What is chlorophyll and photosynthesis?

Chlorophyll a is a specific form of chlorophyll used in oxygenic photosynthesis

of chlorophyll and the process of photosynthesis

These chlorophyll fluorometers cover a wide range of applications in photosynthesis research programs. Please click on the buttons on the left for information regarding the different techniques of measuring chlorophyll fluorescence and associated information on how to apply the technique for photosynthesis research.

Chlorophyll (Chl)  is the key pigment involved in the primary reactions of oxygenic photosynthesis.

Is chlorophyll necessary for photosynthesis? | Yahoo …

Chlorophyll biosynthesis always ensures the appropriate supply of the pigment, and chlorophyll catabolism prevents the accumulation of free chlorophyll during breakdown of photosynthetic complexes.

Parasitic plants such as  lack chlorophyll and cannot photosynthesize. They obtain all of their energy from paratising another organism.

(), CHMgNO, and (), CHMgNO: it is essential to the photosynthetic process and is used as a coloring agent, in topical medicines, etc.Origin of chlorophyllFrench chlorophylle: see chloro- and -phyll

Photosynthesis in plants generally involves the green pigment chlorophyll and ..


Chlorophyll Fluorescence and Photosynthesis: The Basics

Non-green leaves without chlorophyl: There are leaves that don't appear green because they have no chlorophyl, and so do not conduct photosynthesis. (See, for instance, parasitic plants like the Oronbanche linked by Cactuswoman or this Monotropa)

Do plants with non-green leaves have chlorophyll and photosynthesis

occurs in structures called chloroplasts. A chloroplast is a type of organelle known as a plastid. Plastids assist in storing and harvesting needed substances for energy production. A chloroplast contains a green pigment called chlorophyll, which absorbs light energy for photosynthesis. Hence, the name chloroplast indicates that these structures are chlorophyll-containing plastids. Like , chloroplasts have their own , are responsible for energy production, and reproduce independently from the rest of the cell through a division process similar to bacterial . Chloroplasts are also responsible for producing and components needed for chloroplast membrane production. Chloroplasts can also be found in other such as .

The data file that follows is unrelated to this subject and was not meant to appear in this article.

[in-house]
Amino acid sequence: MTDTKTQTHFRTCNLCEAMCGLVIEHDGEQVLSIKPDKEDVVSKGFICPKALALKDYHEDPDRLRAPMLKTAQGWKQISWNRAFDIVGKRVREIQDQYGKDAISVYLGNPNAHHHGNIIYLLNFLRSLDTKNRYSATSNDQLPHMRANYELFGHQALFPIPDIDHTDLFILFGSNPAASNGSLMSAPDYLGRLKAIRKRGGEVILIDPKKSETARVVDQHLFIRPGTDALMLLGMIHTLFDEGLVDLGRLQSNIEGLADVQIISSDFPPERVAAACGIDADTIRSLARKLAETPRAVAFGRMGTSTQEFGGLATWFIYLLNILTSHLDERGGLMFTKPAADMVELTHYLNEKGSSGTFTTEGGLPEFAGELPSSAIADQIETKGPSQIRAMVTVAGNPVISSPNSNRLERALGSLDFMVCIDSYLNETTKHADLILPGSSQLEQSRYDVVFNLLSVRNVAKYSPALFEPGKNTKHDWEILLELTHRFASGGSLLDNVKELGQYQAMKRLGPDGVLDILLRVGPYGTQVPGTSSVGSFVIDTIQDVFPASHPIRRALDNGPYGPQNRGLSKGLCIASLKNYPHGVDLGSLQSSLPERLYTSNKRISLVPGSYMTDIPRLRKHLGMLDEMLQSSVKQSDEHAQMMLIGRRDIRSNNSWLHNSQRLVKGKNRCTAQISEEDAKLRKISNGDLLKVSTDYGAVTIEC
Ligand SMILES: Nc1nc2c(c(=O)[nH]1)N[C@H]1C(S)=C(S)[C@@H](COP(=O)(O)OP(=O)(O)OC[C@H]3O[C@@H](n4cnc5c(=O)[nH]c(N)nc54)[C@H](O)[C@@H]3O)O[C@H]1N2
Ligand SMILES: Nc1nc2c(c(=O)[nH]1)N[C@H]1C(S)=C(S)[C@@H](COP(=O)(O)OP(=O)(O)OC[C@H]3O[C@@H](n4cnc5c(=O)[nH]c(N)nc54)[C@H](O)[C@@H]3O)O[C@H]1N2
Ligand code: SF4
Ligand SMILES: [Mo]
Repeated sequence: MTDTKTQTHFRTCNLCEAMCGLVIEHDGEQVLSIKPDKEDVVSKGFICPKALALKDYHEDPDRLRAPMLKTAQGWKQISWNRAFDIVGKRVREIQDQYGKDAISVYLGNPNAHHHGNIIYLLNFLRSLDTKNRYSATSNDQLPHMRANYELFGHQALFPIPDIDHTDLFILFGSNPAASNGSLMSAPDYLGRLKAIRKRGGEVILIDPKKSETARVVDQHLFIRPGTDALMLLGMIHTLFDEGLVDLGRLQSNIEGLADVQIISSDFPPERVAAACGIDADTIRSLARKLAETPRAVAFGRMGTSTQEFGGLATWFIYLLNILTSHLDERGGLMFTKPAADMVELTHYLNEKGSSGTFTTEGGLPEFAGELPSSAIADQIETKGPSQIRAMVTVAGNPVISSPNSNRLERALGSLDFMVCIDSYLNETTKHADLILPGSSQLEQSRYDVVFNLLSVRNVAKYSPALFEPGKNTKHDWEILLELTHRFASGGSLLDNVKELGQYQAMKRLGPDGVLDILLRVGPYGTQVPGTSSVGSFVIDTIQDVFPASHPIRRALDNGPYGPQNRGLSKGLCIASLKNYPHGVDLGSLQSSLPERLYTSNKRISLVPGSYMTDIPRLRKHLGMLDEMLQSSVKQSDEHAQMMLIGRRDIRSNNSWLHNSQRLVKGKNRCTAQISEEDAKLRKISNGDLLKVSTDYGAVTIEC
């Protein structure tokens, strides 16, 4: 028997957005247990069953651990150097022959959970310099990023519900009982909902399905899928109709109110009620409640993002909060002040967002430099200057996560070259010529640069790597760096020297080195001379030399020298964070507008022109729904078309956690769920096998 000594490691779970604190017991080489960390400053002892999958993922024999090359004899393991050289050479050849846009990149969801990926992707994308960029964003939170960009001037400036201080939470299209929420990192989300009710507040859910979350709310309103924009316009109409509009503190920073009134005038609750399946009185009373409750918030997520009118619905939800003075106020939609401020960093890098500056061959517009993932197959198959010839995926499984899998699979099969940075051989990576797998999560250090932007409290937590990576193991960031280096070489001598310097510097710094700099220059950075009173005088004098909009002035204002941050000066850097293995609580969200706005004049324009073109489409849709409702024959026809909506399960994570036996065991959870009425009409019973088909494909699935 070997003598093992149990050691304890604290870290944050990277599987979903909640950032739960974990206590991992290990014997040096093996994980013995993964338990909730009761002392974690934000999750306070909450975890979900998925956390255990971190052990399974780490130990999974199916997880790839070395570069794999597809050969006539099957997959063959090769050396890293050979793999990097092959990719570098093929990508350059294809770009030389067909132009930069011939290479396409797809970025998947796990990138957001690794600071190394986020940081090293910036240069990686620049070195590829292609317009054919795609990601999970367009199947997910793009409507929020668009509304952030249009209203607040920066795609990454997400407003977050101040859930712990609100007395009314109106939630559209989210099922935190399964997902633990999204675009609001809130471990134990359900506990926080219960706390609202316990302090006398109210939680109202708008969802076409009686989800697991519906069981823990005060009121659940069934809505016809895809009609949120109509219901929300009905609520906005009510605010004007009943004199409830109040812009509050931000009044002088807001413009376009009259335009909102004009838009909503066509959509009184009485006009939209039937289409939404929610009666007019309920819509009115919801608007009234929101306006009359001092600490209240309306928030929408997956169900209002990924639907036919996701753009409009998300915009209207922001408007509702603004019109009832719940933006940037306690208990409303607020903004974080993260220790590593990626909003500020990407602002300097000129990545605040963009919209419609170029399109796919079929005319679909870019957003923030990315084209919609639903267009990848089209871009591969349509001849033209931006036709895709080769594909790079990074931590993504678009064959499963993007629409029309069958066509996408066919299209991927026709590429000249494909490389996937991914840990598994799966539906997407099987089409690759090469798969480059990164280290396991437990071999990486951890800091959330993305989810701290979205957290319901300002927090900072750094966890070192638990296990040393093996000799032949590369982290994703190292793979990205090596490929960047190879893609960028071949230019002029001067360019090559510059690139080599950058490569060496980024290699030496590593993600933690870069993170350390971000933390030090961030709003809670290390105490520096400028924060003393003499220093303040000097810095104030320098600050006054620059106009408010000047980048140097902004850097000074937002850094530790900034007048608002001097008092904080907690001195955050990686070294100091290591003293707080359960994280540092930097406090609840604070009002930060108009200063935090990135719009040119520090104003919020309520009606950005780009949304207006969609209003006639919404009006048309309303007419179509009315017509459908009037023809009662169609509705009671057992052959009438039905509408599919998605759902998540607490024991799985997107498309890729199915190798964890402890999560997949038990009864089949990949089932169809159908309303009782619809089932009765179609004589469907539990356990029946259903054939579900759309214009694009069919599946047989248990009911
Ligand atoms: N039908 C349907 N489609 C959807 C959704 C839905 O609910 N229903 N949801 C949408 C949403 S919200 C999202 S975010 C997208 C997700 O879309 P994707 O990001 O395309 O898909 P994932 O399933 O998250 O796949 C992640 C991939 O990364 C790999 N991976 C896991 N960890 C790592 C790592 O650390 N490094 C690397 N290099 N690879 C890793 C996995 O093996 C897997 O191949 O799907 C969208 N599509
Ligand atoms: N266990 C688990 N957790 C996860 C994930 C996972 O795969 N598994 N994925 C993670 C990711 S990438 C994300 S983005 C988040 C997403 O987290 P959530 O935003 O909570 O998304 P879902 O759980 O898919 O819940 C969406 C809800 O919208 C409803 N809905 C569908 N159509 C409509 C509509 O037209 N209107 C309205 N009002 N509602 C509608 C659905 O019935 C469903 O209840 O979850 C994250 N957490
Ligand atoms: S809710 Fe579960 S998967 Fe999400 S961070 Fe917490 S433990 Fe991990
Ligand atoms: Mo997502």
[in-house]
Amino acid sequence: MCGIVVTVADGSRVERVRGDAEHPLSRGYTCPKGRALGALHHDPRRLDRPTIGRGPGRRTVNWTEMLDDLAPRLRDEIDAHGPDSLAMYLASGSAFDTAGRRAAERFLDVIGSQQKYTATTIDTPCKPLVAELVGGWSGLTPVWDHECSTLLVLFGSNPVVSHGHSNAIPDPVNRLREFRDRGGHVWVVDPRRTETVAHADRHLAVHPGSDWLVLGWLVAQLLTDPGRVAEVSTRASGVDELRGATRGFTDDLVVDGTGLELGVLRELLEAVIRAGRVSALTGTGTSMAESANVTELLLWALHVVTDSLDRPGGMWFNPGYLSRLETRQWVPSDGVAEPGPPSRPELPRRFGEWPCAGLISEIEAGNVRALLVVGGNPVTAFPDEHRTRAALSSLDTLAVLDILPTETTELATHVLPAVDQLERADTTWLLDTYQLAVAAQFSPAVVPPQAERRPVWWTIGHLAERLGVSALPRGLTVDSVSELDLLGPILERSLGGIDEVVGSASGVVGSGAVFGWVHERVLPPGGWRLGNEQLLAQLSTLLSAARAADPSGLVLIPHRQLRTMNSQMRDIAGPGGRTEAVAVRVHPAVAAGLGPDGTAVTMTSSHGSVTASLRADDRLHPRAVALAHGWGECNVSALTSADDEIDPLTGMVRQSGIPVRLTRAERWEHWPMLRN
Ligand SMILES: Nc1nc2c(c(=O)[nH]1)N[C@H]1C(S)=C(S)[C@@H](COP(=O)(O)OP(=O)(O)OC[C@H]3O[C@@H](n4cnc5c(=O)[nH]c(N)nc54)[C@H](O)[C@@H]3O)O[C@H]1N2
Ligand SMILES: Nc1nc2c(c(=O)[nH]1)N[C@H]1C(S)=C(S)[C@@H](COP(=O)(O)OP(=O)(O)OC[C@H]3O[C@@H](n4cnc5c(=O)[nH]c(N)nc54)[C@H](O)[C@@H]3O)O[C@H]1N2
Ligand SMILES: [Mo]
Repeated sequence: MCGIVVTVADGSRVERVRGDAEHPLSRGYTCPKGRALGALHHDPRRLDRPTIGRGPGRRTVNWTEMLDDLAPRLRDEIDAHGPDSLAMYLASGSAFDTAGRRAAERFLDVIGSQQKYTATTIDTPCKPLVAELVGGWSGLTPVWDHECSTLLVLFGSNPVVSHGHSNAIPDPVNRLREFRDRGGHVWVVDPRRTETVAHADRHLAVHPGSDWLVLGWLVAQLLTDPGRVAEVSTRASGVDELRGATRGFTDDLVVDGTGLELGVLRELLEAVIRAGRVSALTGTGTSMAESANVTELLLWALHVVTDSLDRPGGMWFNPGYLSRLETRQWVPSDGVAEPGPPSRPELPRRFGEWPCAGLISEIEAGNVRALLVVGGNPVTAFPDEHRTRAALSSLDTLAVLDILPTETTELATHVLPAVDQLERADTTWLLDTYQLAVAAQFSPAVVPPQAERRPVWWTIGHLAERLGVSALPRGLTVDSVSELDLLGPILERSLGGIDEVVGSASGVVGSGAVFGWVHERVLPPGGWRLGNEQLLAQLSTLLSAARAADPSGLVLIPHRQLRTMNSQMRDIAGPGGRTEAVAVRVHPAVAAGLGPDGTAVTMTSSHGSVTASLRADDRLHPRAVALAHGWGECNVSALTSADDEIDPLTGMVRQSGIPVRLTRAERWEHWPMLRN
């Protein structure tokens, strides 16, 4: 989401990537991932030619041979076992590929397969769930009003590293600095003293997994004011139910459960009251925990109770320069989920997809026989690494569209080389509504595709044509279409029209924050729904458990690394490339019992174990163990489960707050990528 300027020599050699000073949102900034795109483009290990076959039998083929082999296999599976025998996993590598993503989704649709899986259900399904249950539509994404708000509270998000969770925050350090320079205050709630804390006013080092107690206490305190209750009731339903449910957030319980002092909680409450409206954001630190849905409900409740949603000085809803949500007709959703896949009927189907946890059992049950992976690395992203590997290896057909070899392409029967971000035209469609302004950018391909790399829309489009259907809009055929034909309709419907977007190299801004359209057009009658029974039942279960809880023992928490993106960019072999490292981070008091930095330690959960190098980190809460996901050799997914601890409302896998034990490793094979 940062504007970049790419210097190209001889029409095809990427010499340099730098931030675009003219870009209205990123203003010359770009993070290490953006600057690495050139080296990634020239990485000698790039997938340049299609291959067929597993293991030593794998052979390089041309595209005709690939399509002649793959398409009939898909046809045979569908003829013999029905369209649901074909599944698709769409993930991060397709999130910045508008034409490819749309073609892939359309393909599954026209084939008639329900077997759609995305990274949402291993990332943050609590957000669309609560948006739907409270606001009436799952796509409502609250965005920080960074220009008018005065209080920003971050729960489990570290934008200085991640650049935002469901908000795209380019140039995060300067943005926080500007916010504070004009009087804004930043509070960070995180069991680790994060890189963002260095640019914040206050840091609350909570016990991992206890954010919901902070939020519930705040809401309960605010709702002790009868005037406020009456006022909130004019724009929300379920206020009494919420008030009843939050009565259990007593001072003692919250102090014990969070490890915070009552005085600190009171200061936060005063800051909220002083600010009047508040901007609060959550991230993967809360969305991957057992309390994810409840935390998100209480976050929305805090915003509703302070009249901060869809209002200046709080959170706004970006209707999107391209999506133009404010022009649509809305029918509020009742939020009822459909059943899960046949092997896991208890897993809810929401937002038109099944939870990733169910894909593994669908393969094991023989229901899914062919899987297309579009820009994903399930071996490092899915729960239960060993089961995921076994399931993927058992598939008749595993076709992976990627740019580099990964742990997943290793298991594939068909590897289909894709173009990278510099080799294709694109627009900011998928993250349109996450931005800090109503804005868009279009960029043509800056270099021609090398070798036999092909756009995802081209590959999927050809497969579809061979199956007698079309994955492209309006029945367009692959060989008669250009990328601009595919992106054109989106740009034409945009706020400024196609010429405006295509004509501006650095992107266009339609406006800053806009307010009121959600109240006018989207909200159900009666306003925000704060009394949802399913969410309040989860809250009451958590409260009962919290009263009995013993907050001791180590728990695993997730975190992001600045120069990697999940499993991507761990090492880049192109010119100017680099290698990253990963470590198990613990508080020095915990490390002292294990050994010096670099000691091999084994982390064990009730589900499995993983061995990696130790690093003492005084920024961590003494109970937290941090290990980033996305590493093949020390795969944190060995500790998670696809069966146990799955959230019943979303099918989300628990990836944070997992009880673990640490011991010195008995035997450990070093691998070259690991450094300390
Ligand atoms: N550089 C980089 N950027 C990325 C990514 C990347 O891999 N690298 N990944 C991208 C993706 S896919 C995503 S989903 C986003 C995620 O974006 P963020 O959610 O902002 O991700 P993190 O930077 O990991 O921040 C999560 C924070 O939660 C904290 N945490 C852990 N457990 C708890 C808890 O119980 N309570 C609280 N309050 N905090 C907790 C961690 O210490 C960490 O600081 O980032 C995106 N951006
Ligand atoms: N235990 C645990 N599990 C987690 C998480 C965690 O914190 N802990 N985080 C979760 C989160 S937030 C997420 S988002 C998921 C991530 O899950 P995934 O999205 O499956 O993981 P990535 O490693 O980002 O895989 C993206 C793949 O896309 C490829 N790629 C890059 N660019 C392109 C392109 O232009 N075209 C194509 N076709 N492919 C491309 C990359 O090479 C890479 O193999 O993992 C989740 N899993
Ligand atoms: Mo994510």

The Process of Photosynthesis in Plants: An Overview

Current understanding is that the earliest photosynthetic organisms were aquatic bacteria, some of which are still around today. One of these, halobacterium halobium, grows in extremely salty water. It makes use of the bacteriorhodopsin pigment. The chlorophyll system developed to use the available light, as if it developed in strata below the purple bacteria and had to use what it could get.

KS3 biology Quiz on "PLANTS and PHOTOSYNTHESIS" …

Plant chloroplasts are commonly found in guard located in plant . Guard cells surround tiny pores called , opening and closing them to allow for gas exchange required for photosynthesis. Chloroplasts and other plastids develop from cells called proplastids. Proplastids are immature, undifferentiated cells that develop into different types of plastids. A proplastid that develops into a chloroplast, only does so in the presence of light. Chloroplasts contain several different structures, each having specialized functions. Chloroplast structures include:

BBC - GCSE Bitesize: Functions of the leaf

In , the sun's solar energy is converted to chemical energy. The chemical energy is stored in the form of glucose (sugar). Carbon dioxide, water, and sunlight are used to produce glucose, oxygen, and water. Photosynthesis occurs in two stages. These stages are known as the light reaction stage and the dark reaction stage. The light reaction stage takes place in the presence of light and occurs within the chloroplast grana. The primary pigment used to convert light energy into chemical energy is chlorophyll a. Other pigments involved in light absorption include chlorophyll b, xanthophyll, and carotene. In the light reaction stage, sunlight is converted to chemical energy in the form of ATP (free energy containing molecule) and NADPH (high energy electron carrying molecule). Both ATP and NADPH are used in the dark reaction stage to produce sugar. The dark reaction stage is also known as the carbon fixation stage or the Calvin cycle. Dark reactions occur in the stroma. The stroma contains enzymes which facilitate a series of reactions that use ATP, NADPH, and carbon dioxide to produce sugar. The sugar can be stored in the form of starch, used during , or used in the production of cellulose.